Sends Telegram to Gore.

While thousands jammed the rope "dead line" along the highway various rescue parties were battling their way this morning through the mine chambers in the hope of reaching the entombed miners shortly after noon. At 11 o'clock R. A. Lambie, chief mine inspector of the state, sent a telegram to Governor Howard Gore, in which he intimated that the situation was bad and that it was impossible yet to tell whether when found any of the miners would be alive.

T. R. Johns, general manager of the Bethlehem Steel Corporation, with headquarters at Johnstown, Pa., arrived on the scene about 10 o'clock, and after making a survey of the situation with Benton Mitchell, he returned to Fairmont without giving a statement to press representatives.

Safety teams from three sections of Pennsylvania arrived about 9 o'clock. These parties left Johnstown by automobiles at 2 a. m. today. In the Ellsworth division were A. J. Frazier, Edward Python, Vince Sikota, William Beverage, Charles Lewellyn, Charles Grim. In the Johnstown division, Edward Williams, David Malcolm, Owen Robertson, Richard Lewis, Euen Reese, Alfred Wallace, Joe Martin, George Winder, Arthur Shallenberger.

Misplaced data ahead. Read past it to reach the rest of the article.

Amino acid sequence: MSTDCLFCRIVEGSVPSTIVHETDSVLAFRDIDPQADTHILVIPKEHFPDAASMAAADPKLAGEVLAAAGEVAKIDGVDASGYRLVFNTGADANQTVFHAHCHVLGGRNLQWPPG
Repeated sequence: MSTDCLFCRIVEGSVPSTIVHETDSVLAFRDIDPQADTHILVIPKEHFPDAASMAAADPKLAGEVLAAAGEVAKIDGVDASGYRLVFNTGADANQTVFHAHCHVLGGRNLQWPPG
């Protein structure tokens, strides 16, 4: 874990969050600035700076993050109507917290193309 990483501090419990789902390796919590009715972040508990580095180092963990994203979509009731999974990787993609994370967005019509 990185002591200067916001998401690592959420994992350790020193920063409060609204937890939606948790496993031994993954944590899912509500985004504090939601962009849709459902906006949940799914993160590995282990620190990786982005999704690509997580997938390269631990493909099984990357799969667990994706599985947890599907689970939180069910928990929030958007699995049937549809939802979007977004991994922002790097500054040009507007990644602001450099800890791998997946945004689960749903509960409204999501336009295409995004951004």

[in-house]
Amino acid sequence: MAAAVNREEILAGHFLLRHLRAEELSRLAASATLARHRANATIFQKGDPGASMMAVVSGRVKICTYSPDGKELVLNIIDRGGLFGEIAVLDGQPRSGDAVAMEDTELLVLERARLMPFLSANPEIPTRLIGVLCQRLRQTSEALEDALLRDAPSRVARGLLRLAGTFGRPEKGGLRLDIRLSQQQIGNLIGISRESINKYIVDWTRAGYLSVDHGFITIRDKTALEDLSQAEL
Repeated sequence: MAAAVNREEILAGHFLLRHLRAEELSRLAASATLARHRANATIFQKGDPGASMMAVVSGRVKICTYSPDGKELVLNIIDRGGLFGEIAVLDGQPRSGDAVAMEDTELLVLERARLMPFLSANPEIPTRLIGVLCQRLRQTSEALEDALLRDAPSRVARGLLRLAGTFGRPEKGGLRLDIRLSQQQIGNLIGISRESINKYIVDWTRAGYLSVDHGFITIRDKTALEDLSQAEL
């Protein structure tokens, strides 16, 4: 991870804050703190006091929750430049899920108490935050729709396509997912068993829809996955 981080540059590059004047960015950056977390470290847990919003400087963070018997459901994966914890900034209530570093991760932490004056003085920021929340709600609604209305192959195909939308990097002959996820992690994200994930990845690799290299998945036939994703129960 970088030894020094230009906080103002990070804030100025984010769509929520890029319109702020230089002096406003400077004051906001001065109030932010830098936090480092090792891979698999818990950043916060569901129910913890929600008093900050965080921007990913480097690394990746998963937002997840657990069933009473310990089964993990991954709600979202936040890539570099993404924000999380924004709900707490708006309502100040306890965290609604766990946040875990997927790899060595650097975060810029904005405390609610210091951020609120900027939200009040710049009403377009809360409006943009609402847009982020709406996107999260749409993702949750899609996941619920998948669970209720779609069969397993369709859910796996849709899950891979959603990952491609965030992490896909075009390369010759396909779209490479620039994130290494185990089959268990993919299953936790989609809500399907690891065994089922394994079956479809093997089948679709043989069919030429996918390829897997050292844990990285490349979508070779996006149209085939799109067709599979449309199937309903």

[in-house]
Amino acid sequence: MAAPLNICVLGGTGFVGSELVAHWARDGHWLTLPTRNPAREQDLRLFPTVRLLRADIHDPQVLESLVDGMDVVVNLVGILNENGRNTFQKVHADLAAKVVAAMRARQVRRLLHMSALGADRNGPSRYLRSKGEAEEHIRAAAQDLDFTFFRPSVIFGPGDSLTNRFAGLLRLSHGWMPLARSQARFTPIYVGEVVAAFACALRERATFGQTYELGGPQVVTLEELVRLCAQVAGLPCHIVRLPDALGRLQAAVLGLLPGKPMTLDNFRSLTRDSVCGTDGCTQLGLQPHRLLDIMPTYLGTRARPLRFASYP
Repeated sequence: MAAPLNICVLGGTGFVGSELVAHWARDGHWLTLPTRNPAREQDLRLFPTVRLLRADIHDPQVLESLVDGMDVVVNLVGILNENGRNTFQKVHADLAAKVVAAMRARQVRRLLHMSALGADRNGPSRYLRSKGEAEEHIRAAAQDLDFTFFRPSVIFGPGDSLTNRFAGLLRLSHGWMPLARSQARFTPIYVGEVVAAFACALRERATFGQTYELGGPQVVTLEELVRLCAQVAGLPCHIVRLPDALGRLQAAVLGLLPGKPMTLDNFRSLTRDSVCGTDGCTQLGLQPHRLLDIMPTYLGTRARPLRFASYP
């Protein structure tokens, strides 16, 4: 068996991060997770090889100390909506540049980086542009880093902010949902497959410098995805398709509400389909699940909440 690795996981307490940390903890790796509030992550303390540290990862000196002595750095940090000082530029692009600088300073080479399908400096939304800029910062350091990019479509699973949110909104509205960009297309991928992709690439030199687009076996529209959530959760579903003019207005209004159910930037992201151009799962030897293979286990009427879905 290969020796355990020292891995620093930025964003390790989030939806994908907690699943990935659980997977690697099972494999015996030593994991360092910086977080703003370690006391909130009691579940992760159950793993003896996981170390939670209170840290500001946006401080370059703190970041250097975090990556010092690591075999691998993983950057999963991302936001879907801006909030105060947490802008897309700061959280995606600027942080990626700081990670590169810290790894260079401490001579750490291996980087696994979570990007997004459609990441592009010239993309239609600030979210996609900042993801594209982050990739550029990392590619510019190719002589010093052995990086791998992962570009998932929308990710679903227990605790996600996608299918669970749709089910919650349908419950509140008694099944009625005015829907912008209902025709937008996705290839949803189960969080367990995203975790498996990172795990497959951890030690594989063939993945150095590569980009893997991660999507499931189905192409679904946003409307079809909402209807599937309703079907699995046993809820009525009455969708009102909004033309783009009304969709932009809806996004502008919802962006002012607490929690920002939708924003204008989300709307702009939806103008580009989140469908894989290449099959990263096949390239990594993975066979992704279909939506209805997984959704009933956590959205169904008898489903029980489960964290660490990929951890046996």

In the Preston division were E. J. House, Andy Debaise, John Fallon, Rollow Friend, Rex Longude, Frank Allison, Jeff Clark, Louis Hazadon, Dale McClure, Vernon Bernard and George Bernard.

Red Cross Gets on Job

The local Red Cross is giving full assistance to J. A. Northwood, general safety director of the Bethlehem Steel Corporation, with offices in the Cambria plant, Johnstown, Pa. Local Red Cross workers on the scene are Miss May Maloney, Miss Nellie Nash, Miss Ruth Heintzelman, Miss Florence Kneisel and Miss Francie Sorensen.

Miss Elsie Lawrence of Washington, D. C., national field director of the American Red Cross wired that she would arrive this afternoon.

Two rooms in the office of the company have been fitted up as a temporary and emergency hospital and headquarters for the Red Cross workers.